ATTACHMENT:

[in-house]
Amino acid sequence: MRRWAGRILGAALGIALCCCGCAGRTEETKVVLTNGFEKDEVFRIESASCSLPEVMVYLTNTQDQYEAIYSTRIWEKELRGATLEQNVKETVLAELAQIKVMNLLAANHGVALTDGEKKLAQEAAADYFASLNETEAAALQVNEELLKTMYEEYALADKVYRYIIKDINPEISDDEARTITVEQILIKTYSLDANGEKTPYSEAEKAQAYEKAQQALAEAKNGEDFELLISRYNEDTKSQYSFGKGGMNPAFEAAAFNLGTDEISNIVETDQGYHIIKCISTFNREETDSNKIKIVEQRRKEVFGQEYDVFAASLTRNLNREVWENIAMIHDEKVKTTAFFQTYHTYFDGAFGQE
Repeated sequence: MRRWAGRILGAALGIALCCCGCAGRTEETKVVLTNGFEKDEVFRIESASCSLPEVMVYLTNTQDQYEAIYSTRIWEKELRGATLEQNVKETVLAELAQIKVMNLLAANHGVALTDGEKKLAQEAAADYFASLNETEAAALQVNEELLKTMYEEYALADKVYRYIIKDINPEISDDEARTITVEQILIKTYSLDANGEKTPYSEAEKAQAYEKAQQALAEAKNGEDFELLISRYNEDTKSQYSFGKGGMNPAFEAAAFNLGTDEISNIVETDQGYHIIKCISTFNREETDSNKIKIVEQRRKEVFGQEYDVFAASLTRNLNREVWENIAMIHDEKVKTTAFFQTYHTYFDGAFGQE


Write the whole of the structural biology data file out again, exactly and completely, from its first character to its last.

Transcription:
[in-house]
Amino acid sequence: MRRWAGRILGAALGIALCCCGCAGRTEETKVVLTNGFEKDEVFRIESASCSLPEVMVYLTNTQDQYEAIYSTRIWEKELRGATLEQNVKETVLAELAQIKVMNLLAANHGVALTDGEKKLAQEAAADYFASLNETEAAALQVNEELLKTMYEEYALADKVYRYIIKDINPEISDDEARTITVEQILIKTYSLDANGEKTPYSEAEKAQAYEKAQQALAEAKNGEDFELLISRYNEDTKSQYSFGKGGMNPAFEAAAFNLGTDEISNIVETDQGYHIIKCISTFNREETDSNKIKIVEQRRKEVFGQEYDVFAASLTRNLNREVWENIAMIHDEKVKTTAFFQTYHTYFDGAFGQE
Repeated sequence: MRRWAGRILGAALGIALCCCGCAGRTEETKVVLTNGFEKDEVFRIESASCSLPEVMVYLTNTQDQYEAIYSTRIWEKELRGATLEQNVKETVLAELAQIKVMNLLAANHGVALTDGEKKLAQEAAADYFASLNETEAAALQVNEELLKTMYEEYALADKVYRYIIKDINPEISDDEARTITVEQILIKTYSLDANGEKTPYSEAEKAQAYEKAQQALAEAKNGEDFELLISRYNEDTKSQYSFGKGGMNPAFEAAAFNLGTDEISNIVETDQGYHIIKCISTFNREETDSNKIKIVEQRRKEVFGQEYDVFAASLTRNLNREVWENIAMIHDEKVKTTAFFQTYHTYFDGAFGQE